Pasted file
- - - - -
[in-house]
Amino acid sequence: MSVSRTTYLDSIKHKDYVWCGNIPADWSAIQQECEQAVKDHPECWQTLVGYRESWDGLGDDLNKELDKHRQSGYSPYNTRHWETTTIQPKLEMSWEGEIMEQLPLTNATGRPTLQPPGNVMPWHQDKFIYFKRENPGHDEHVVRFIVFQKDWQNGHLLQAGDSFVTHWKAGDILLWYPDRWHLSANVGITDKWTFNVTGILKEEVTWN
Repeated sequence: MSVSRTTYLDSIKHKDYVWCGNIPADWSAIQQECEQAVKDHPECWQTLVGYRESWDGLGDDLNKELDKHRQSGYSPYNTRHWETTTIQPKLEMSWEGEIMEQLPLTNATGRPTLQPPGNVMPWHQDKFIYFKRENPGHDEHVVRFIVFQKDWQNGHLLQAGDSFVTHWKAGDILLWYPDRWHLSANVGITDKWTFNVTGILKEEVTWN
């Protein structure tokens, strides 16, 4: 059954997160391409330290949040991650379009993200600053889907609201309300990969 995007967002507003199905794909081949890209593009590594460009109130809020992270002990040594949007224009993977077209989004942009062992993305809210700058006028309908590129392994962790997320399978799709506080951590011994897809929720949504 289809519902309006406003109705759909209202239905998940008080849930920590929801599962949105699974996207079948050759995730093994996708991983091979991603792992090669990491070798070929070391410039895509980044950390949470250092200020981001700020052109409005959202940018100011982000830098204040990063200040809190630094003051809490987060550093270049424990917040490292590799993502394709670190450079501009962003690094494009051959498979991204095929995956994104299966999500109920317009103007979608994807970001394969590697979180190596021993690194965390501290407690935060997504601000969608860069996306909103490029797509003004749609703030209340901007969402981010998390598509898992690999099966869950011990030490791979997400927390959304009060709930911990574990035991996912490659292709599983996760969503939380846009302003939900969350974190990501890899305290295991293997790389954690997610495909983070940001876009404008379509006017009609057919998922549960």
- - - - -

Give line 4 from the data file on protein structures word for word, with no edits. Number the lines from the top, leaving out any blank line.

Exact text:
């Protein structure tokens, strides 16, 4: 059954997160391409330290949040991650379009993200600053889907609201309300990969 995007967002507003199905794909081949890209593009590594460009109130809020992270002990040594949007224009993977077209989004942009062992993305809210700058006028309908590129392994962790997320399978799709506080951590011994897809929720949504 289809519902309006406003109705759909209202239905998940008080849930920590929801599962949105699974996207079948050759995730093994996708991983091979991603792992090669990491070798070929070391410039895509980044950390949470250092200020981001700020052109409005959202940018100011982000830098204040990063200040809190630094003051809490987060550093270049424990917040490292590799993502394709670190450079501009962003690094494009051959498979991204095929995956994104299966999500109920317009103007979608994807970001394969590697979180190596021993690194965390501290407690935060997504601000969608860069996306909103490029797509003004749609703030209340901007969402981010998390598509898992690999099966869950011990030490791979997400927390959304009060709930911990574990035991996912490659292709599983996760969503939380846009302003939900969350974190990501890899305290295991293997790389954690997610495909983070940001876009404008379509006017009609057919998922549960």